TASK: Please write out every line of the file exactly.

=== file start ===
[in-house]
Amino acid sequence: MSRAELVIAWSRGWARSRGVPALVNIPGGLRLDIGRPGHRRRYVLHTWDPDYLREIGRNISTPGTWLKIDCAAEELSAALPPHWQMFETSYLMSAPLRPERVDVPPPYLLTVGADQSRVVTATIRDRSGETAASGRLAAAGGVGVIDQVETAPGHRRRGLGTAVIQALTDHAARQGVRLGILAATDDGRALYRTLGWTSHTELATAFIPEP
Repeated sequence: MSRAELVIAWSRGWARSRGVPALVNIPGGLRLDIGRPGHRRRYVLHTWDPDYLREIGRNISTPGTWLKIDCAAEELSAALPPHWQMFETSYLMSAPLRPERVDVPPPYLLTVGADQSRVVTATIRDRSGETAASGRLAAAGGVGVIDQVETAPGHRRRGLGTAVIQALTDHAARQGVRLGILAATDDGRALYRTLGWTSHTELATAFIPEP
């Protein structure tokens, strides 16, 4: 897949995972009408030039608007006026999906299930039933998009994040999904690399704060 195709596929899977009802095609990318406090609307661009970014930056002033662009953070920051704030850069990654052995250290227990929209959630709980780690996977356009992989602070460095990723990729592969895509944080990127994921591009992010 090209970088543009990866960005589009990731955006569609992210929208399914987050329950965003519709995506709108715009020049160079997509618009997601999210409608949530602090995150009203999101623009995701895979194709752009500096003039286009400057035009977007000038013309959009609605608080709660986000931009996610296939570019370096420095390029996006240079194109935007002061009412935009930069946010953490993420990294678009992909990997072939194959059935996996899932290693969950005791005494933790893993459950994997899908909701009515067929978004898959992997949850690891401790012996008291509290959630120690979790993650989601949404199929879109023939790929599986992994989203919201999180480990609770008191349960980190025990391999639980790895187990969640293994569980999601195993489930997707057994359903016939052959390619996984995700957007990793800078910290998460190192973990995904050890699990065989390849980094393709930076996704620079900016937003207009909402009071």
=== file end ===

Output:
[in-house]
Amino acid sequence: MSRAELVIAWSRGWARSRGVPALVNIPGGLRLDIGRPGHRRRYVLHTWDPDYLREIGRNISTPGTWLKIDCAAEELSAALPPHWQMFETSYLMSAPLRPERVDVPPPYLLTVGADQSRVVTATIRDRSGETAASGRLAAAGGVGVIDQVETAPGHRRRGLGTAVIQALTDHAARQGVRLGILAATDDGRALYRTLGWTSHTELATAFIPEP
Repeated sequence: MSRAELVIAWSRGWARSRGVPALVNIPGGLRLDIGRPGHRRRYVLHTWDPDYLREIGRNISTPGTWLKIDCAAEELSAALPPHWQMFETSYLMSAPLRPERVDVPPPYLLTVGADQSRVVTATIRDRSGETAASGRLAAAGGVGVIDQVETAPGHRRRGLGTAVIQALTDHAARQGVRLGILAATDDGRALYRTLGWTSHTELATAFIPEP
């Protein structure tokens, strides 16, 4: 897949995972009408030039608007006026999906299930039933998009994040999904690399704060 195709596929899977009802095609990318406090609307661009970014930056002033662009953070920051704030850069990654052995250290227990929209959630709980780690996977356009992989602070460095990723990729592969895509944080990127994921591009992010 090209970088543009990866960005589009990731955006569609992210929208399914987050329950965003519709995506709108715009020049160079997509618009997601999210409608949530602090995150009203999101623009995701895979194709752009500096003039286009400057035009977007000038013309959009609605608080709660986000931009996610296939570019370096420095390029996006240079194109935007002061009412935009930069946010953490993420990294678009992909990997072939194959059935996996899932290693969950005791005494933790893993459950994997899908909701009515067929978004898959992997949850690891401790012996008291509290959630120690979790993650989601949404199929879109023939790929599986992994989203919201999180480990609770008191349960980190025990391999639980790895187990969640293994569980999601195993489930997707057994359903016939052959390619996984995700957007990793800078910290998460190192973990995904050890699990065989390849980094393709930076996704620079900016937003207009909402009071």